I cannot support the Amendment, because it is sheer negation, and, in passing, may I say that a man of education like the hon. Member for Aberavon (Mr. Cove), when he complains of the hon. Member for Gorbals (Mr. Buchanan), ought to have known that before there can be true conversion there ought to be true conviction? I have been long enough in this House, and rubbed shoulders with the Labour party long enough to know, that it is quite impossible to convince them of anything but their own propaganda. May I recall the House to what is the common sense of the situation as it appears to me? This is a Bill to continue in force for a further period the Unemployment Insurance Act, 1930, or, to repeat the words of Miss Bond-field, when speaking as Minister of Labour, on the Measure at that time: This Bill is solely an interim Measure. It is not intended to provide a permanent solution. It is solely to tide us over an interim period. "Interim" seems to have been a blessed word like Mesopotamia was to the fabled old lady. What is the alternative to this Bill? That is what we are up against as sensible men. As I see it, there are 750,000 on transitional benefit who would have nothing but the Poor Law, and, speaking for a constituency which has 14,000 unemployed now, I cannot envisage that with any complacency at all. The strain upon the Poor Law already, as the Ministers concerned know, is more than we can bear, and there are 750,000 on transitional benefit who would have no other recourse but the Poor Law for subsistence. Then there are the disability pension men and the people receiving workmen's compensation benefit of 50 per cent. All their benefits would be of no effect. May I say, in passing, that I join myself to the company of those who plead for the ex-service men. I think that the pension that was given to the ex-service men is a high contractual obligation which should never be interpreted or liquidated in cash. They gave bones and blood for those of us who stayed behind to mind the stuff, and we cannot in honour do anything else than honour that bond which we deliberately gave them in the time of stress and war.

In the third place, the Anomalies Act would cease to function, and there would be no court of appeal from the insurance officer, no further appeal to the umpire. The approved courses for the instruction of juveniles would be ended. In blunt English, if the Amendment were carried, sheer chaos would result. To the Opposition I am going to say quite plainly, and, I hope, not offensively, that he who comes into a court of equity must come with clean hands and hot feet. What was their record only two years ago? May I quote a Member of the Labour Cabinet at that time, I mean Mr. F. W. Jowett—not the Jowitt the quick-change artist. He said in a weekly sheet: The Labour Government before the last General Election proposed to cut down expenditure by £42,000,000. This cut included a saving of £5,000,000 by a means test, as well as a 15 per cent. cut in teachers' salaries. In addition, the Government offered to raise £10,000,000 by increased contributions, £4,000,000 by a special levy on all workers who were in work. The Labour party executive gave those of its members who were in the Cabinet a free hand to support all these cuts, and, in addition, to support a further cut of £10,000,000 by reduction of unemployment benefits. The estimated saving of £5,000,000"— and I have carefully read through the Debates to verify this— could only be effected by a means test on the Poor Law system of taking the total income of the household into account. So says Mr. F. W. Jowett, one of the Members of the Labour Cabinet.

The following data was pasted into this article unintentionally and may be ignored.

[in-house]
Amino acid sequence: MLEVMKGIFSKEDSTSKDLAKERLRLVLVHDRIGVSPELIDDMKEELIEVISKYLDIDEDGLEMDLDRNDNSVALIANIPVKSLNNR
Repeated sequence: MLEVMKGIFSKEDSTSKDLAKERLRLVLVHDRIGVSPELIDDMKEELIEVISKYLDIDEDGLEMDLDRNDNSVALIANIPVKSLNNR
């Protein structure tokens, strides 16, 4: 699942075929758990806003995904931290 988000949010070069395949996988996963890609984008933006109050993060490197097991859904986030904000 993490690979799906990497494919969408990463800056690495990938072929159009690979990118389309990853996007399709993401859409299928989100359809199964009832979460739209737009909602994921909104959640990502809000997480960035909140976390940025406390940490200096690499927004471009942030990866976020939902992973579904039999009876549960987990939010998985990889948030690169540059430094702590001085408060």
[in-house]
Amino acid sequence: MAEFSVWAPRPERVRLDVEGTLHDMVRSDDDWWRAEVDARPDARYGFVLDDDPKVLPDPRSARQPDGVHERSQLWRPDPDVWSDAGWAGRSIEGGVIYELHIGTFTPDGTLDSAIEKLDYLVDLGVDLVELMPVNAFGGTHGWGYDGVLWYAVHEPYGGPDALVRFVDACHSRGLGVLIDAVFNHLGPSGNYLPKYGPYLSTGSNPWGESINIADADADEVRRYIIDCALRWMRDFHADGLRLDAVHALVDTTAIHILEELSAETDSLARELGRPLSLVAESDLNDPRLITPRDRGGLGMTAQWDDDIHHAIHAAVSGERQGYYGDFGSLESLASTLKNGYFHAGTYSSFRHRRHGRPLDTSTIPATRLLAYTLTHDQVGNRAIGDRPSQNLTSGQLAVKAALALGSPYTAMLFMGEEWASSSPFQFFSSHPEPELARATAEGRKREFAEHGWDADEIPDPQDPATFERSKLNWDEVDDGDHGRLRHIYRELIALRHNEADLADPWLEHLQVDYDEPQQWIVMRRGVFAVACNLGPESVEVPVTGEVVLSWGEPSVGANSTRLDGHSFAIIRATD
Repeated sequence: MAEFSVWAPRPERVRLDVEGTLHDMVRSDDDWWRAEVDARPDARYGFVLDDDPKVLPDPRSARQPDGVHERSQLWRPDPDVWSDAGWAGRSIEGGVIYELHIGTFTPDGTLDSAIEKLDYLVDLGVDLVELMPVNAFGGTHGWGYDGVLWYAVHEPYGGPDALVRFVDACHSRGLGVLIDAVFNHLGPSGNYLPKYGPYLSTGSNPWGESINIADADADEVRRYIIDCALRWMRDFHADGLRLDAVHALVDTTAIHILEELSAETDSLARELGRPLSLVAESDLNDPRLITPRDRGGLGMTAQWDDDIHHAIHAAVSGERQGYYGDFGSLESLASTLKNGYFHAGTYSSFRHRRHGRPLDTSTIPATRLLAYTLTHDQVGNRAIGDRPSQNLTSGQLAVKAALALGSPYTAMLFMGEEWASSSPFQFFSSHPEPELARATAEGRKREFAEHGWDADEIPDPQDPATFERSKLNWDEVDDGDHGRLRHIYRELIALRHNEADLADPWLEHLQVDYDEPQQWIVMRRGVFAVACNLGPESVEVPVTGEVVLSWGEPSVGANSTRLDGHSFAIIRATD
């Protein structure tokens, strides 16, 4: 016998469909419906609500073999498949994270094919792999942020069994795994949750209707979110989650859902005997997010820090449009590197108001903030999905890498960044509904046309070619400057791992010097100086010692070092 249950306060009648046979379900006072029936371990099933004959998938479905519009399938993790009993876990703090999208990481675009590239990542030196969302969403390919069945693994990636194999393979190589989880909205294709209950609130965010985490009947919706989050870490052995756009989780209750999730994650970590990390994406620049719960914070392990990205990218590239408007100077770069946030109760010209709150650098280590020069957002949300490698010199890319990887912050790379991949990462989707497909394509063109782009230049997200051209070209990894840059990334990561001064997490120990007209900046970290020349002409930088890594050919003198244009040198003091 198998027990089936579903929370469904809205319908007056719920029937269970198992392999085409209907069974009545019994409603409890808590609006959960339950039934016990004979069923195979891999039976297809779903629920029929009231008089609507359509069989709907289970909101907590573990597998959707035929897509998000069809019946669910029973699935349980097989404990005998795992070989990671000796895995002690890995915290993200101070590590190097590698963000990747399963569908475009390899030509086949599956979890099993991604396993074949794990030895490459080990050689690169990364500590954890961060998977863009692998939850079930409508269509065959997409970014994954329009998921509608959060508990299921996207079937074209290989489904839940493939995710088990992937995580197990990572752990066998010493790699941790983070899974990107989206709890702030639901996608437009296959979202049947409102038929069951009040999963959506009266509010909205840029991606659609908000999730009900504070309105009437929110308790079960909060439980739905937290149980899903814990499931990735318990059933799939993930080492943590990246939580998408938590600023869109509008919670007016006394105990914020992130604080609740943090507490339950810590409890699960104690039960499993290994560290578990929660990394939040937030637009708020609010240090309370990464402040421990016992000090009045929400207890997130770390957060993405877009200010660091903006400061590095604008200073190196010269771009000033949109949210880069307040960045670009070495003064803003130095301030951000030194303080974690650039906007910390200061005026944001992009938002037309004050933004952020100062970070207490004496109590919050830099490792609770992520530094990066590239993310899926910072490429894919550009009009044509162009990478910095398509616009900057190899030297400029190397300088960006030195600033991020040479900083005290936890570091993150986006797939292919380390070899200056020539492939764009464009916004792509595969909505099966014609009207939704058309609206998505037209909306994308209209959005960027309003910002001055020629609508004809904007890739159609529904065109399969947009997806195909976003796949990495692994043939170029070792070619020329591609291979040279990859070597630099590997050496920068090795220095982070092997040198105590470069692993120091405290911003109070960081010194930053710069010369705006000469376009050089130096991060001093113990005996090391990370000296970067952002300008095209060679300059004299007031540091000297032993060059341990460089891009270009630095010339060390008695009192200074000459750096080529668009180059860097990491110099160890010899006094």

He was not a Member of the Government at all.


He was, at any rate, one of the men who were listened to with authority, and he could speak on behalf certainly of the Independent Labour party. Miss Bondfield said in Debate: The numbers who would lose benefits were relatively unimportant. The consequence of that £5,000,000 saved was that 212,153 persons, and, if you add their dependants, 300,000, were put out of benefit by the Government Act passed by the Labour Government. If the Socialist party say, "Work or full maintenance," then we can understand it. That is the Socialist philosophy. If they say "No means test at all," then we know where we are. But the Labour Government did not do that when in power, and the Leader of the Opposition a few months ago did not say that. He said the very opposite. I know he came to heel at the Conference at Scarborough, but we know what he thinks, and he may be pushed on from behind. In my constituency, with all the hardships that are necessarily inflicted by being out of work in such huge numbers, the operations of the means test by the local committees is giving every satisfaction locally.